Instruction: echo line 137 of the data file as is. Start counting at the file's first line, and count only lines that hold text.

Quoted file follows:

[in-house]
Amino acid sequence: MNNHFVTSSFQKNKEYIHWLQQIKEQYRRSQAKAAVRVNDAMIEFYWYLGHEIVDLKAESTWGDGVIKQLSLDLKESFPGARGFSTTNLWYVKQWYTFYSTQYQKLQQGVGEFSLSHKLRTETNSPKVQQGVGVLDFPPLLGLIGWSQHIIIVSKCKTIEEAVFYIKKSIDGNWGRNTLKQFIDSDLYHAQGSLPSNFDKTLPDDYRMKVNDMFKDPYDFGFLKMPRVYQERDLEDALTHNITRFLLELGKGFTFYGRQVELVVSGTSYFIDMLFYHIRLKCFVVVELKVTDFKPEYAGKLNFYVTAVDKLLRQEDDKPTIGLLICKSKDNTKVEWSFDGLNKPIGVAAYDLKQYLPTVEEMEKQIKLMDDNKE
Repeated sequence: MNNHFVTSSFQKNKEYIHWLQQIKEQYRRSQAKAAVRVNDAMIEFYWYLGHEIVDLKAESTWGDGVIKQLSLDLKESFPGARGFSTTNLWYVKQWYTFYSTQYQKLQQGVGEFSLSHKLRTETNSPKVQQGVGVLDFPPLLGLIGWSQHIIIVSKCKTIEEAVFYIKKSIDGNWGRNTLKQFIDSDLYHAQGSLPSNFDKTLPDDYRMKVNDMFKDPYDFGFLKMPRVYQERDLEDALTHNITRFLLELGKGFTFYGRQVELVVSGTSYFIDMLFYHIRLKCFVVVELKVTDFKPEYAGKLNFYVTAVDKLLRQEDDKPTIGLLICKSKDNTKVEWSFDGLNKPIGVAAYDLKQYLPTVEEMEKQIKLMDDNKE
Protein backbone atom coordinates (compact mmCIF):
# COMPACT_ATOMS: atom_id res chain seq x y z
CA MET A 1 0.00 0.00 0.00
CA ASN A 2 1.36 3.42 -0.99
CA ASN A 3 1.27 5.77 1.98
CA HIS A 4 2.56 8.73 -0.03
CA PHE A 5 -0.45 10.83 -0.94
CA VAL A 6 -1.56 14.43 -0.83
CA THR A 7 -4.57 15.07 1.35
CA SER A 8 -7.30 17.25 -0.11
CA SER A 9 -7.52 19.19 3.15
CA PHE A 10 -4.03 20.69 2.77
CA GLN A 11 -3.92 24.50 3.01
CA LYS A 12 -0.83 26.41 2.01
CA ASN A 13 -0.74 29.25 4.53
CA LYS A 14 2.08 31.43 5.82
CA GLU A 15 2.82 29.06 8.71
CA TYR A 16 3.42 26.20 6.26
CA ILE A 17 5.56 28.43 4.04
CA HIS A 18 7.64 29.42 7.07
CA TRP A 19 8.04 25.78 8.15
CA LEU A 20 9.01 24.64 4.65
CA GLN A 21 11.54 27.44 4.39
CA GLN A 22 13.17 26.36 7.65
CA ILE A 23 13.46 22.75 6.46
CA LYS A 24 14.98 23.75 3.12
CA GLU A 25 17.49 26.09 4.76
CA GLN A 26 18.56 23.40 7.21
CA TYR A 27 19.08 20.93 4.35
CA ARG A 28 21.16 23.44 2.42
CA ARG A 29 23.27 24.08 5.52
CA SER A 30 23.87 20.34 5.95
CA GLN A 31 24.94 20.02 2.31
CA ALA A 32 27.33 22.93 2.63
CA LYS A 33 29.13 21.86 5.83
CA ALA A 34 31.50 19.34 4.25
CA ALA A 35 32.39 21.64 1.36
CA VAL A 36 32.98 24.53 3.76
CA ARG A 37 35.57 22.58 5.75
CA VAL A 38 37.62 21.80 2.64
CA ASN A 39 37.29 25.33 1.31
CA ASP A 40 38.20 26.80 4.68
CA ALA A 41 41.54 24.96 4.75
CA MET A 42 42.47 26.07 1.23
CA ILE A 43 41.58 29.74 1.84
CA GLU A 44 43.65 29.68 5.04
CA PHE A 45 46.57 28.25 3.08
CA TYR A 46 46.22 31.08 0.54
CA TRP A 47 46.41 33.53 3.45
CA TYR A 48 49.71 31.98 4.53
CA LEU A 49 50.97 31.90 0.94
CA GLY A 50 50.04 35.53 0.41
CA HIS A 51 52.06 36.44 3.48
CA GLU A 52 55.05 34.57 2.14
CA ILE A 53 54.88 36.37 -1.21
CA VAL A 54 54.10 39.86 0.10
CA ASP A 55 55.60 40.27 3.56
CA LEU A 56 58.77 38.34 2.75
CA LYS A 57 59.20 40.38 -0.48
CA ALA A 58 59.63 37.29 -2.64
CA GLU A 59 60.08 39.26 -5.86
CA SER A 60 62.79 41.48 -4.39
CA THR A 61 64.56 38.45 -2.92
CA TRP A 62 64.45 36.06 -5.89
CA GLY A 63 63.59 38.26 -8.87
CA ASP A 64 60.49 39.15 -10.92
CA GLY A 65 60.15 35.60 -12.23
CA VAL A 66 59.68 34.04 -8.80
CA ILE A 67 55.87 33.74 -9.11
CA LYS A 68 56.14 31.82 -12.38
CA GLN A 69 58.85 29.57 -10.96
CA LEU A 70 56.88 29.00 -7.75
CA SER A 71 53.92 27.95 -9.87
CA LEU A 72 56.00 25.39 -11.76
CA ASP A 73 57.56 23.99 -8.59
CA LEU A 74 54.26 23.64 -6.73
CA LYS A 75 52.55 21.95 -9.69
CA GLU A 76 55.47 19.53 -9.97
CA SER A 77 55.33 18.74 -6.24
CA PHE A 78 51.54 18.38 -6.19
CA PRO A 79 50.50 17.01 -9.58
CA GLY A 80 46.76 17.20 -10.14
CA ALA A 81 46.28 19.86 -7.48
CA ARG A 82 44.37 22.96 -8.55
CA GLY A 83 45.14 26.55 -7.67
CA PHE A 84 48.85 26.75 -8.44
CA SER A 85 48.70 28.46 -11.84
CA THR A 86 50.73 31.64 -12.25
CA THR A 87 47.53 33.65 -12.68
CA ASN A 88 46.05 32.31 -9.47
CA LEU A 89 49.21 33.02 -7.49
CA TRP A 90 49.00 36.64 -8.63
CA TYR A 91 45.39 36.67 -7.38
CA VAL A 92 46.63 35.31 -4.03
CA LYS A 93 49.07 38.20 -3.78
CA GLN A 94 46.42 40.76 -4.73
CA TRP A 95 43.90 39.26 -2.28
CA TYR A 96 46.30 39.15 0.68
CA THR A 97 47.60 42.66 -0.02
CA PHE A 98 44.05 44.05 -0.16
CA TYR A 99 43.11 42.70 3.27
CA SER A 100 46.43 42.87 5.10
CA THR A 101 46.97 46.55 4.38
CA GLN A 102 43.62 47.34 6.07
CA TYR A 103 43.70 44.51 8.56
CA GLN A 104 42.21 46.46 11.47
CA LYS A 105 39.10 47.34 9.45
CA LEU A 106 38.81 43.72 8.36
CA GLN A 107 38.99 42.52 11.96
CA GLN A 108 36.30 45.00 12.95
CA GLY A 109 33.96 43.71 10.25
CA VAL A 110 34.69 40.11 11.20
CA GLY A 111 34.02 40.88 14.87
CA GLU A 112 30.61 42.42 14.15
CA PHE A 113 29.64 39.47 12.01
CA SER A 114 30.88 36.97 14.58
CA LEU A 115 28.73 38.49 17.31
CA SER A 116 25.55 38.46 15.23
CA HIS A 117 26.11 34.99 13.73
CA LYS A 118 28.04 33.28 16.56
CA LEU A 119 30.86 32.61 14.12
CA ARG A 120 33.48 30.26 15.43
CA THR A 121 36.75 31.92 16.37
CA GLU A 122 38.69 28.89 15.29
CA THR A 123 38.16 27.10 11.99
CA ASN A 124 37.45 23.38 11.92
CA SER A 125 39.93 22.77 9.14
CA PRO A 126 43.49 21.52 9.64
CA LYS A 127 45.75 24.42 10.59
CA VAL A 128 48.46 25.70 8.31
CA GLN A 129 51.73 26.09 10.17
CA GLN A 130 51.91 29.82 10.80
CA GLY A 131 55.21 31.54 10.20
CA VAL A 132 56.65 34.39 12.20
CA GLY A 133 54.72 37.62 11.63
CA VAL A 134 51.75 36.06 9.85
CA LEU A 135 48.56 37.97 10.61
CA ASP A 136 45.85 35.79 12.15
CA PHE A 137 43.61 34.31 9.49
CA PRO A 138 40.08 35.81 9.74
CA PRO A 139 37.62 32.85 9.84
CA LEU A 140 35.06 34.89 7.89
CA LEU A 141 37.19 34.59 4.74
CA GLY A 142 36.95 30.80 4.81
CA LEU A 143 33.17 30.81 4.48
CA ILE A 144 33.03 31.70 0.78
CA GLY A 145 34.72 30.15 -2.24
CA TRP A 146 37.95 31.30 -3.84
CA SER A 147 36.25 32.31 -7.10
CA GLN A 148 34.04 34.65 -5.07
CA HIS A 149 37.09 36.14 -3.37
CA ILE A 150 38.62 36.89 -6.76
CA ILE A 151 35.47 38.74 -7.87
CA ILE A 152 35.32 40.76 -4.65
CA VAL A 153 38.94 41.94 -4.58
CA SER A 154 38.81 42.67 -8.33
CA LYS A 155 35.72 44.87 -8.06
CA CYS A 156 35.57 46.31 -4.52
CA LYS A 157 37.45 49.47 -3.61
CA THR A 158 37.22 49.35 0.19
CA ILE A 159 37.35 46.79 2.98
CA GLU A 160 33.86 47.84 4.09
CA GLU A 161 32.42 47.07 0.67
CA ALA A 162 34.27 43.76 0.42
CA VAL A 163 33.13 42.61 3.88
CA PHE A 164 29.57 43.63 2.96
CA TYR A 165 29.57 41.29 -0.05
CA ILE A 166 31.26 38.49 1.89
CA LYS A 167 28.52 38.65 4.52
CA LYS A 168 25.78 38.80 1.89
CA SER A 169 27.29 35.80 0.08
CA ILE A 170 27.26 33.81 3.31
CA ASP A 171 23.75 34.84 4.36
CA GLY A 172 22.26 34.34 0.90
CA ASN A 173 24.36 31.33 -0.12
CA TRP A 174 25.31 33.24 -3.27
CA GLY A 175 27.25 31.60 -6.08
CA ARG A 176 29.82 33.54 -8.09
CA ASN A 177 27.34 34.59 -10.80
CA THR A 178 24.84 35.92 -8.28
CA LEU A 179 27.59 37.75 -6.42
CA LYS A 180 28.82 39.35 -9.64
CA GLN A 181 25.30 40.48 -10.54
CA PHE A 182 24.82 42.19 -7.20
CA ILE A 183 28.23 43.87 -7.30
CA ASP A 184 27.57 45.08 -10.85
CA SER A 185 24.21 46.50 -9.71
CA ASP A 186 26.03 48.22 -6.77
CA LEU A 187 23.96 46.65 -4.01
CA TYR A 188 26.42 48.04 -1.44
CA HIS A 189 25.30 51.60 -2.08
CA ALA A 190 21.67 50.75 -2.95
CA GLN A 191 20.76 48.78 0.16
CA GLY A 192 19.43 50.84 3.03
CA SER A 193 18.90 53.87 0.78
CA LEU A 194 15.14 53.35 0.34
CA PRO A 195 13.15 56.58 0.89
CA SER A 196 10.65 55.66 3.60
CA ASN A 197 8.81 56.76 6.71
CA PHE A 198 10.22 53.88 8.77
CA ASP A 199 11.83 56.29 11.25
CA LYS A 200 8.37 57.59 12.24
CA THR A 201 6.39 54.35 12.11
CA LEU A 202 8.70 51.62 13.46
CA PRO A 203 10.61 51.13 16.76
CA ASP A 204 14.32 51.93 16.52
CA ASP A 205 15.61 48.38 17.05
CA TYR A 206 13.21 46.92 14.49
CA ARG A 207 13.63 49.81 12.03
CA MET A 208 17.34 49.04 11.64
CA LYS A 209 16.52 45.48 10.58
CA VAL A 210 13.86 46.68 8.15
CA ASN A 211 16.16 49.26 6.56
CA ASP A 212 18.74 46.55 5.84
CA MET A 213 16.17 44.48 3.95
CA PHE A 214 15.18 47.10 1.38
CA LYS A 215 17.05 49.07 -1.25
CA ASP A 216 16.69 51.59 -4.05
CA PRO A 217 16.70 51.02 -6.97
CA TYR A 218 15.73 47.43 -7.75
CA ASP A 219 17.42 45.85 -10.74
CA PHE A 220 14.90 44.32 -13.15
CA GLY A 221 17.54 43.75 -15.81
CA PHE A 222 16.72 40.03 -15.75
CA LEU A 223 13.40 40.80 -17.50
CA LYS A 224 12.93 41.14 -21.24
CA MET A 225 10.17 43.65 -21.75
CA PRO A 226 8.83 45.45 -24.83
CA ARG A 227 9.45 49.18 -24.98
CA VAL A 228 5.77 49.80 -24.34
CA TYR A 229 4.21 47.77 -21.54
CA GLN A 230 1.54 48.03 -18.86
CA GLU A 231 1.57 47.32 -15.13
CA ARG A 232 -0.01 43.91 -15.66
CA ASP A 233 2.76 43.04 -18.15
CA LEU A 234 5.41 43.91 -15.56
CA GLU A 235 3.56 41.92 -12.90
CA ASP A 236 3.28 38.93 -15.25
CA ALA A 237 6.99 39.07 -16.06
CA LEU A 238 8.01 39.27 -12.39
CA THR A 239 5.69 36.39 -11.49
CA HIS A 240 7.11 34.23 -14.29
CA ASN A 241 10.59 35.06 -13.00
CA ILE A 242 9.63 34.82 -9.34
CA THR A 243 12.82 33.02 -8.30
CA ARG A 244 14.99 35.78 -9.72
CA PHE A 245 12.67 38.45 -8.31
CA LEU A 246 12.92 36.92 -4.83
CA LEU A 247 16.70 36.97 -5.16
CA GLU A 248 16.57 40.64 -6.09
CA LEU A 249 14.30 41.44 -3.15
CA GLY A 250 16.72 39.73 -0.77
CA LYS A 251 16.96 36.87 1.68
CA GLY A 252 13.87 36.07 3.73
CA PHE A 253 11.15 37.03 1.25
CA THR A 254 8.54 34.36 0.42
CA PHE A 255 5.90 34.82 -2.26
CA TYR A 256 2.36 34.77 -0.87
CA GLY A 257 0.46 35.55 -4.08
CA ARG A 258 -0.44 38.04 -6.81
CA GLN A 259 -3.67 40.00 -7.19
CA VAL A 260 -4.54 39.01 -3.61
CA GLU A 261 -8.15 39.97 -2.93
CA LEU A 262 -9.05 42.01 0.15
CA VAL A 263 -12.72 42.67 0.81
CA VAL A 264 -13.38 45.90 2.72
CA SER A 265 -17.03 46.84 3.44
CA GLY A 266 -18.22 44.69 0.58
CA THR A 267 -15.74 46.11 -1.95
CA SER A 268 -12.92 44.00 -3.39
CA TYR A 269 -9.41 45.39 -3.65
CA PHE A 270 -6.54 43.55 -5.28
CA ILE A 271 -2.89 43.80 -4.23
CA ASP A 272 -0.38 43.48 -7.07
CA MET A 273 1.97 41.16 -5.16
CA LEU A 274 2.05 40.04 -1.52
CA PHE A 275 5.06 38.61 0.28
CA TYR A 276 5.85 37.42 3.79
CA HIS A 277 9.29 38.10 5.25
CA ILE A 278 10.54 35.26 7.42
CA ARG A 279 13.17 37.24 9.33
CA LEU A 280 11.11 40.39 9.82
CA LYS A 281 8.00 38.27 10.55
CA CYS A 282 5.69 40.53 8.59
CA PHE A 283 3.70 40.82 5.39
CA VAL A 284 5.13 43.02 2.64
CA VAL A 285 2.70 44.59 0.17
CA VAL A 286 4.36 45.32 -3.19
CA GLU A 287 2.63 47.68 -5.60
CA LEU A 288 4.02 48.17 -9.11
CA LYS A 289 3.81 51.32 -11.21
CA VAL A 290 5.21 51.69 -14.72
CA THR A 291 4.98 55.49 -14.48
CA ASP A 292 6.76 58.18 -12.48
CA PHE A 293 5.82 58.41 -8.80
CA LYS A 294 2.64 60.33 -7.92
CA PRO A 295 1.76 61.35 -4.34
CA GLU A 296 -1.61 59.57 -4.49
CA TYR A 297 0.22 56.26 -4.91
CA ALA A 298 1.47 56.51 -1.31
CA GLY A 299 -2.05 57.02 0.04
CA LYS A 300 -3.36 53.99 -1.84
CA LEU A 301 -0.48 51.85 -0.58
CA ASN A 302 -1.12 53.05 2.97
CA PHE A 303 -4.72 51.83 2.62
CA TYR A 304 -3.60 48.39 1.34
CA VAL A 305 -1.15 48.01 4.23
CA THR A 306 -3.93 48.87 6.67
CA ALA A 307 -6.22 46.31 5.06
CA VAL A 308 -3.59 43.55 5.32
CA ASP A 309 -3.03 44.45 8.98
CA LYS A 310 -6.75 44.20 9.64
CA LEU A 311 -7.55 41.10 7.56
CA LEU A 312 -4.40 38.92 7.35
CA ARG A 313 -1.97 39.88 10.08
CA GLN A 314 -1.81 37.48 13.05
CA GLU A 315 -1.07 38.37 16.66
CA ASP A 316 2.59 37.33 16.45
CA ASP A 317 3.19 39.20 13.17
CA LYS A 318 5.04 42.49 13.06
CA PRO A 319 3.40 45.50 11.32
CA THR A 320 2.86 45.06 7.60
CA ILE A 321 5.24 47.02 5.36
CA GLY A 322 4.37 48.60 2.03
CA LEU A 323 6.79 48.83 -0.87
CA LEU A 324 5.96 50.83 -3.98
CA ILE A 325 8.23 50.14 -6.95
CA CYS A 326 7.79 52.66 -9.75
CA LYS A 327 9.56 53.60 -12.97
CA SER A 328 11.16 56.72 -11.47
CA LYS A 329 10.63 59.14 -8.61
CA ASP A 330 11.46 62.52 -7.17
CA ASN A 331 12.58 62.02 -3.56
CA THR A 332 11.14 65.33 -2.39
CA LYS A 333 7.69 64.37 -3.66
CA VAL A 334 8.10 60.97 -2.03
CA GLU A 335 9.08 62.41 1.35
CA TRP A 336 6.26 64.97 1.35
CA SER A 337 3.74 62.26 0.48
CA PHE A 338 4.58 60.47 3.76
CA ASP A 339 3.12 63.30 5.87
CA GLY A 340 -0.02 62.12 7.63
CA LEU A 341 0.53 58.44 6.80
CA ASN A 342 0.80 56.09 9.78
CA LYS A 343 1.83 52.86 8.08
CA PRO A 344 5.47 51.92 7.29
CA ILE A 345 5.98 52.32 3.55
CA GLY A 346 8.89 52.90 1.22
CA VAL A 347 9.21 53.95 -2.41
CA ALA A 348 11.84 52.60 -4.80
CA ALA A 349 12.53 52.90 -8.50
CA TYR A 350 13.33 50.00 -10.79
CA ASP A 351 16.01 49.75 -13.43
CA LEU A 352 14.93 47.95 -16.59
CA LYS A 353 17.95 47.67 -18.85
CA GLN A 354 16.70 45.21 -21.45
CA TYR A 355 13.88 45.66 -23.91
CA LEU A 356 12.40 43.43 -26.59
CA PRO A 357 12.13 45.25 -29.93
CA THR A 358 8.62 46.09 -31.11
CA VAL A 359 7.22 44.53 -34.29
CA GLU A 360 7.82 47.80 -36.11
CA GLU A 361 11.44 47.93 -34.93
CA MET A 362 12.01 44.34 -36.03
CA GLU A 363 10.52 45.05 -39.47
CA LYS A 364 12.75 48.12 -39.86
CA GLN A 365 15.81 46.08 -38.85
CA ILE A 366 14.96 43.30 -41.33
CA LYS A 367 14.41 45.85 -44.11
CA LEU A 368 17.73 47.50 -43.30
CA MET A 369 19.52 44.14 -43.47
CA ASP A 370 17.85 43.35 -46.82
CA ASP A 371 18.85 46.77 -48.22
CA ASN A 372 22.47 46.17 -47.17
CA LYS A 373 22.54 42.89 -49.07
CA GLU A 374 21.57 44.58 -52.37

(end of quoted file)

CA VAL A 132 56.65 34.39 12.20